Light-seeking Robit Smart Car

Difficulty
Moderate
Steps
6

You might have already played with your new Robit Smart Car and got it to move, avoid obstacles, and even avoid falling off platforms.

In this guide, you will next learn to use the light sensor on the Robit Smart Car. With the light sensor, the Robit will be transformed into a light-seeking robot! It can also be programmed to turn its LEDs on or off depending on light. 

Complete this guide to add more function to your robot car buddy!

Step 1  Connect the motors and sonar module

Before we can create a light-seeking robot, we'll need to:

  • Connect the motors to M1 and M2 on the robit motherboard.
  •  In a later part of this guide, we'll also get the robit smart car to avoid hitting obstacles. So hook up the sonar module to the Pin 14 on the motherboard as well.

We won't need the line tracking module in this guide.

Step 2  Install MakeCode packages


First, open MakeCode Editor. To easily program the Robit Smart Car, we'll use the 'robit' and 'neopixel' MakeCode packages over in the Extensions tab:

  • Click on 'Advanced'
  • Click on 'Extensions'
  • Type 'robit' in the search bar 
  • Click on the robit package and it will be automatically added to the MakeCode editor
  • Repeat the first two steps but this time, search for 'neopixel'
  • Click on the neopixel package and it will also automatically be added into the editor

Step 3  Get LEDs to light up!

The on-board light sensor on the Robit motherboard is connected to Pin 10 port on the micro:bit. 

You might also notice two on-board LEDs, labelled LED1 and LED2, these are connected to the Pin 12 port on the micro:bit. 

Let's start by programming the LEDs to light up when there is no light or in dim light.

  • First, create a variable called 'lightVal'. You can do so by clicking on 'Variables' tab and 'Make a Variable ...'
  • Over in 'Pins' tab, get out a 'analog read pin ...' block. Make sure it is set to P10 as the light sensor is connected to Pin 10.
  • We'll now create the condition that will determine when the LED will light up. Click on 'Logic' tab and get a 'if ... then ... else ...' block.
  • Set the condition to be: if lightVal < 500 then ... Else ... '. 
    • This means if the light value from the light sensor is less than 500, do the following within the 'if' block.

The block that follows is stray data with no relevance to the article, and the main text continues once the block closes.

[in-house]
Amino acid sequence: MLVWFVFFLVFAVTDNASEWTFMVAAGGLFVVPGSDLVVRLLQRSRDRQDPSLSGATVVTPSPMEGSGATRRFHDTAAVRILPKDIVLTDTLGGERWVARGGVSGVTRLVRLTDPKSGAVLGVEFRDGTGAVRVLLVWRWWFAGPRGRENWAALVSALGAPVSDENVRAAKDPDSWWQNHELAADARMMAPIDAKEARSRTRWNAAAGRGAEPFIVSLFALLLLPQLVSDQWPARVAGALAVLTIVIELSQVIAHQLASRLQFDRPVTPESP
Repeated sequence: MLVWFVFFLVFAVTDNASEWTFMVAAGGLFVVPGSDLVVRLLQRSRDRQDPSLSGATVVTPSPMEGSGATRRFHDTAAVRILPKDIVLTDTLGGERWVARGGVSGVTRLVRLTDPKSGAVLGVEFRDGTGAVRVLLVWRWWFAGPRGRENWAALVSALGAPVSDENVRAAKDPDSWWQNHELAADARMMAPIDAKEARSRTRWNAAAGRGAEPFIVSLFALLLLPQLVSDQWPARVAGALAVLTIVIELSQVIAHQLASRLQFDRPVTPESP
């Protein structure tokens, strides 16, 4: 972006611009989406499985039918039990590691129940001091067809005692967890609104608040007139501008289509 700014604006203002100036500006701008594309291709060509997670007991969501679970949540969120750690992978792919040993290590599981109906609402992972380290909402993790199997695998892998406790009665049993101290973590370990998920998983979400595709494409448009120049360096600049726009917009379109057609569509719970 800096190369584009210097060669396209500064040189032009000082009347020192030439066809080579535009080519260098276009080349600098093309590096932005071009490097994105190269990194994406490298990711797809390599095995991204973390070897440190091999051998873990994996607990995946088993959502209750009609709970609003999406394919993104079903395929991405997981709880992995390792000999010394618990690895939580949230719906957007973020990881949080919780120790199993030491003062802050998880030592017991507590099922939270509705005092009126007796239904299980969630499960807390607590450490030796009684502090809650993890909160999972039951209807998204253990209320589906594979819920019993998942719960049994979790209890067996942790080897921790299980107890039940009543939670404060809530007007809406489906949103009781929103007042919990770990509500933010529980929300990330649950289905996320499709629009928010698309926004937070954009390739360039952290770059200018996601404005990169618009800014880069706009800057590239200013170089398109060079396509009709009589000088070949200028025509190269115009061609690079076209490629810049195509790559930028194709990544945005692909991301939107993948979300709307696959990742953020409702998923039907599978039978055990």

• Else, do the following within the 'else' block.
  • To get the LED lighting up. Get a 'Neopixel at pin ... with ... leds as ... ' block from 'Neopixel' tab. Also get a '... show color ...' block. Place the first block within the 'show color' block.
  • Set the colour as 'white'.
  • Use the same blocks for the 'Else' block. But this time, set the colour as 'black'.

Note: If there is no option for 'P12' when changing 'Neopixel at pin ...' to be 'Neopixel at P12 ...' there is another way: 

  • Click  ' { } Javascript ' ,
  • Look at this line: 'neopixel.create(DigitalPin.P0, 2, NeoPixelMode.RGB).showColor(neopixel.colors(NeoPixelColors.White))'
  • Change the 'DigitalPin.P0' part to 'DigitalPin.P12'

Step 4  Move forward until light level reached!

With this MakeCode, the Robit Smart Car will continue to move forward until it finds enough light. 

How much light? We created a 'threshold' value for the light level.

 For the condition: Once this threshold level has been reached and the light sensor detects this, the robot smart car will stop moving and its LED will light up.

  • You can find a 'if ... then ... else ...' block from 'Logic' tab. 
  • Also get a ' ... < ... ' block. 
  • Then get out 'lightVal' and 'threshold' variable blocks in the 'Variables' tab.
  • To get 'Left wheel ... speed ... Right wheel ... speed ... ' and 'Motor Stop All' blocks, get them from the 'Robit' tab.

Arrange them as shown below, or download the full MakeCode by clicking on the Download button below.

Step 5  Avoid obstacles and seek light!

We don't want the robot to hit a wall! So let's program it to avoid obstacles too. If you haven't already, you might want to check out our guide on obstacle avoidance with the robit smart car

  • Like the MakeCode in that guide,  a variable, 'dist' is used to represent the distance from the obstacle. Set it to be 0 in an 'on start' block.
  • Now get out a 'Left wheel ... speed ... Right Wheel ... speed' block.
  • Set the Left wheel to be M1, and Right wheel to be M2. Then set the speed for both to 50.
  • Over in the 'forever' block, place a 'set dist to ...' block
  • Get a 'Ultrasonic pin ... ' block from the Robit tab. Then change its values so it is 'Ultrasonic pin J1 (P13, P14)
  • Doing so, it reads the ultrasonic data from J1 port and then assigns it to the variable, 'dist'.

These are the new conditions used:

  • If the distance from any obstacle is more than 5cm, and the light level is less than the set threshold level, continue moving forward. 
  • Else if the distance from an object is less than 5cm and the level of light is less than the threshold level: reverse and do a turn. Whether it makes a full right turn or left turn depends on a  randomly generated number. 
  • Else, if the light threshold level has been reached (it's bright enough), stop moving and light up the LED.

Download the full MakeCode by clicking on the download button below!

Step 6  Upload the code to micro:bit


To upload the code to the micro:bit, follow these steps:

  1. Connect the micro:bit to the computer via microUSB cable
  2. Click on the 'Download' button and the hex file will be automatically downloaded to your 'Downloads' folder
  3. Drag and drop the downloaded .hex file to the MICROBIT drive
  4. Leave the micro:bit alone for a few seconds as it blinks. The code is uploading!